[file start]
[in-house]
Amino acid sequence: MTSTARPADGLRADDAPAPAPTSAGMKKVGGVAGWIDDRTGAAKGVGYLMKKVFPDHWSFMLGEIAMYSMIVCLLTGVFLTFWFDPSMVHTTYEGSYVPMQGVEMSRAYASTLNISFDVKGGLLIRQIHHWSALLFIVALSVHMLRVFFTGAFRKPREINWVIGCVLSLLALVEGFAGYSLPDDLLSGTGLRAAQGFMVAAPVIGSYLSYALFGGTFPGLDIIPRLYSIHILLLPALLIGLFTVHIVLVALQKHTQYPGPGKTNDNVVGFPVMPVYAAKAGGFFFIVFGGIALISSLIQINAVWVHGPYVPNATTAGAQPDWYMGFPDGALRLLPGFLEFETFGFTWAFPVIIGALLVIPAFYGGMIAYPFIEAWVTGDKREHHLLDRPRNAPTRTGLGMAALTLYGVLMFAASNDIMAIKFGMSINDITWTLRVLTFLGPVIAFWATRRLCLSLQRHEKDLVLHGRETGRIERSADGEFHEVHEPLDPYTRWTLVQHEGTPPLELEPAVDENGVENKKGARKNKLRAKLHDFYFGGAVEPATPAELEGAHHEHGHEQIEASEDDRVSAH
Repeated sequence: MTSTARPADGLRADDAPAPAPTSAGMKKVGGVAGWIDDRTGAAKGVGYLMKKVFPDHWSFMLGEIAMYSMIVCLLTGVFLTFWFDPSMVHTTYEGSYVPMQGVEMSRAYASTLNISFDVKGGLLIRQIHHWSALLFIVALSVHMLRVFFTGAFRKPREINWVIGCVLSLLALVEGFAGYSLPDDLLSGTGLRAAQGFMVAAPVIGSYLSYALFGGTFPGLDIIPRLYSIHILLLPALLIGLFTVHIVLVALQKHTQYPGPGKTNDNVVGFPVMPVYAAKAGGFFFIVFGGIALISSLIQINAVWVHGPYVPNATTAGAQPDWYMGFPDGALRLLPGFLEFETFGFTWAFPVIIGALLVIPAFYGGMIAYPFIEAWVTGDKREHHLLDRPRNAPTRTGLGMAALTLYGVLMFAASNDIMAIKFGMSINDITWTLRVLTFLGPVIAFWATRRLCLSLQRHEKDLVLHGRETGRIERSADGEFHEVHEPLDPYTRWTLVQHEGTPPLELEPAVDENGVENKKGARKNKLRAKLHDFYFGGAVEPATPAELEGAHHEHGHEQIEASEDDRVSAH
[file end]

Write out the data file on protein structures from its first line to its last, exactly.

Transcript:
[in-house]
Amino acid sequence: MTSTARPADGLRADDAPAPAPTSAGMKKVGGVAGWIDDRTGAAKGVGYLMKKVFPDHWSFMLGEIAMYSMIVCLLTGVFLTFWFDPSMVHTTYEGSYVPMQGVEMSRAYASTLNISFDVKGGLLIRQIHHWSALLFIVALSVHMLRVFFTGAFRKPREINWVIGCVLSLLALVEGFAGYSLPDDLLSGTGLRAAQGFMVAAPVIGSYLSYALFGGTFPGLDIIPRLYSIHILLLPALLIGLFTVHIVLVALQKHTQYPGPGKTNDNVVGFPVMPVYAAKAGGFFFIVFGGIALISSLIQINAVWVHGPYVPNATTAGAQPDWYMGFPDGALRLLPGFLEFETFGFTWAFPVIIGALLVIPAFYGGMIAYPFIEAWVTGDKREHHLLDRPRNAPTRTGLGMAALTLYGVLMFAASNDIMAIKFGMSINDITWTLRVLTFLGPVIAFWATRRLCLSLQRHEKDLVLHGRETGRIERSADGEFHEVHEPLDPYTRWTLVQHEGTPPLELEPAVDENGVENKKGARKNKLRAKLHDFYFGGAVEPATPAELEGAHHEHGHEQIEASEDDRVSAH
Repeated sequence: MTSTARPADGLRADDAPAPAPTSAGMKKVGGVAGWIDDRTGAAKGVGYLMKKVFPDHWSFMLGEIAMYSMIVCLLTGVFLTFWFDPSMVHTTYEGSYVPMQGVEMSRAYASTLNISFDVKGGLLIRQIHHWSALLFIVALSVHMLRVFFTGAFRKPREINWVIGCVLSLLALVEGFAGYSLPDDLLSGTGLRAAQGFMVAAPVIGSYLSYALFGGTFPGLDIIPRLYSIHILLLPALLIGLFTVHIVLVALQKHTQYPGPGKTNDNVVGFPVMPVYAAKAGGFFFIVFGGIALISSLIQINAVWVHGPYVPNATTAGAQPDWYMGFPDGALRLLPGFLEFETFGFTWAFPVIIGALLVIPAFYGGMIAYPFIEAWVTGDKREHHLLDRPRNAPTRTGLGMAALTLYGVLMFAASNDIMAIKFGMSINDITWTLRVLTFLGPVIAFWATRRLCLSLQRHEKDLVLHGRETGRIERSADGEFHEVHEPLDPYTRWTLVQHEGTPPLELEPAVDENGVENKKGARKNKLRAKLHDFYFGGAVEPATPAELEGAHHEHGHEQIEASEDDRVSAH